The Wilted Rose

Charting Labour meltdown 2007-2010

Charles Clarke: Go Brown, or Labour ‘hammered’

Things are heating up again for Mr Brown. This time, Charles Clarke – incumbent in the neighbouring seat to Norwich North, which the Tories gained not so long ago – has intervened, bravely, yet again. Mr Clarke has stated that Labour needs Brown to go or else his party will be hammered:

I don’t think Gordon will lead Labour into the next election. I think his own dignity ought to look to that kind of solution.

They say prepare to battle in 2015, make sure the policies and leader are in place.

I understand that, but there will not be a 2015 if we get hammered in 2010. And on current show, we will be.

Mr Clarke, who is on the now pretty much defunct Blairite wing of his party, has long been a critic of Brown. But he should know by know that dignity is not something that the Prime Minister has shown. Labour’s policies have failed. Brown will not step aside; he’s enjoying his power too much, even though it may cost Labour some more seats than Balls or Milipede might lose.

It is time for the country to deliver the verdict of 13 years of failed New Labour and to oust this discredited, disasterous, and undignified Government.


24 September, 2009 Posted by | politics | , , , , , , | Leave a comment

The Clown Consensus infects Tory IHT policy

When Ken Clarke was chancellor and Gordon Brown shadowed him, their combined incompetence was referred to as ‘Clown’ (CLarke brOWN) – hat tip: future MP for Gordon Scots and Independent.

Now the Clown Consensus, which is tax the higher earners – though many are entrepreneurs and innovators who create the wealth – and those who inherit a bit of wealth has laid waste to the Conservatives’ Inheritance Tax policy. Clarke says it will be postponed – but the Tories say it is a promise that will be kept.

Matt Sinclair of the TPA, as always, hits the nail on the head:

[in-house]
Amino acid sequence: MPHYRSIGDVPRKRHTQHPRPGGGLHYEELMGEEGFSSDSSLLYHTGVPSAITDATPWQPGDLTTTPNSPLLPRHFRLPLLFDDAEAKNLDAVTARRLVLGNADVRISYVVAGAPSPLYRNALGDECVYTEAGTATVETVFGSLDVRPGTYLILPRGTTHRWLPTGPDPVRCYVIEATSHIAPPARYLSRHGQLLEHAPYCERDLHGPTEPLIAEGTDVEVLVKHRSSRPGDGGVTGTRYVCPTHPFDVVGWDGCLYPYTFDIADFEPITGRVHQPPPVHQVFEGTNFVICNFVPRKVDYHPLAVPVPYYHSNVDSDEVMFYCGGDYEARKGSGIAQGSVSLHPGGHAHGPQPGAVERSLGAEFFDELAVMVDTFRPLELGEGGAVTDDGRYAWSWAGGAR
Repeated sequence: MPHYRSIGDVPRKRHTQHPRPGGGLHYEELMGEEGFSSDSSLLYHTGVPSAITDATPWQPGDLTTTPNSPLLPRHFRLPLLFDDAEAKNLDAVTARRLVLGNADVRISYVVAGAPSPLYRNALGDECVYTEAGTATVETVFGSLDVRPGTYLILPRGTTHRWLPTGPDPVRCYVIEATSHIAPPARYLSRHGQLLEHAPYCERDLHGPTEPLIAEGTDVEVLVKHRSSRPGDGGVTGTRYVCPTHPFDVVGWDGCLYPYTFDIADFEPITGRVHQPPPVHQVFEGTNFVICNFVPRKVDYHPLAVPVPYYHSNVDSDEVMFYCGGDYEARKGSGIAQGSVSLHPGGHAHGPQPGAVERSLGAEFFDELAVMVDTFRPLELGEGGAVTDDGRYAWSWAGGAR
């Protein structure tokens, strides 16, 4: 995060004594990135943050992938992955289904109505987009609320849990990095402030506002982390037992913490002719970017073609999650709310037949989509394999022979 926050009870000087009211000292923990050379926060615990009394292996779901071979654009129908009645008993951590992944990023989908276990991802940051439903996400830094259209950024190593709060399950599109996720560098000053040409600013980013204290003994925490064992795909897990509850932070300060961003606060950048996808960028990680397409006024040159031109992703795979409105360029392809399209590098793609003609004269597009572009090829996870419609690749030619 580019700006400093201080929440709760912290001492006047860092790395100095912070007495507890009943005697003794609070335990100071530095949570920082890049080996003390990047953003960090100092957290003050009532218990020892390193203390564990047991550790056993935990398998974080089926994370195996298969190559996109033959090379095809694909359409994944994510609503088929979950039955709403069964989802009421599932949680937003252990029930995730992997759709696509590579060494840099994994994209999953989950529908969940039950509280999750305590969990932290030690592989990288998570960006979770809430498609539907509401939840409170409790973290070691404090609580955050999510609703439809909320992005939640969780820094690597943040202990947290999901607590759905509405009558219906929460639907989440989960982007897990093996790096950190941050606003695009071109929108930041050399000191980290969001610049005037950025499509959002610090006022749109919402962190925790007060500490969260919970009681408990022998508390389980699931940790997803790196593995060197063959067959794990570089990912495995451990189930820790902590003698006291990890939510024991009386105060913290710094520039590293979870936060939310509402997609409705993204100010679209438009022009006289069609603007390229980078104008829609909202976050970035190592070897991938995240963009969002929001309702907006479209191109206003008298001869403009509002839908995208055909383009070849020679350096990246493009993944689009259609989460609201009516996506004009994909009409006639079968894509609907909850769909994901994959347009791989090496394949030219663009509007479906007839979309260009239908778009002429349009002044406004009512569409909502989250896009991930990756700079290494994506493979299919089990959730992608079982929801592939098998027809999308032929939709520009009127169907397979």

The problem is that, in sending that signal, the opposition will also send other signals to audiences they don’t intend to reach.  They’ll send the signal that, in Britain’s attempts to wrestle with record public sector deficits, the Government will treat the wealthy as targets.  That will shift the balance between risk and reward for every potential entrepreneur wondering how much they’ll be left with if their business works out.  If entrepreneurs think that the Government will seize too much of the fruits of their success then they might well conclude that starting a new business isn’t worth the risk.  That calculation isn’t just about tax rates right now but about a perception of whether our political culture values entrepreneurs creating jobs and prosperity more than it does the satisfaction of taking shots at the rich.  The same goes for multinational companies working out where they can invest without their employees incomes being absorbed by high tax rates.

The Conservatives should focus on addressing the priorities of ordinary people, trying to make them better off now and in the future, rather than attacking the rich in a misguided attempt at political positioning.  That could leave us all facing a bleaker future.


The traitor Clarke should resign, because he has created doubt over a key policy – a gift for Labour. He still wishes to lead a party that despises him and much of what he stands for. And, as I said in January when Osborne orchestrated the return of Clarke, he will damage the electoral prospects of the Conservatives. In fact, his latest ‘gaffe’ (and the acceptance of Labour’s 45p proposal) will probably cause the Tories’ poll ratings to nosedive. 

23 March, 2009 Posted by | politics | , , , , , , , , | Leave a comment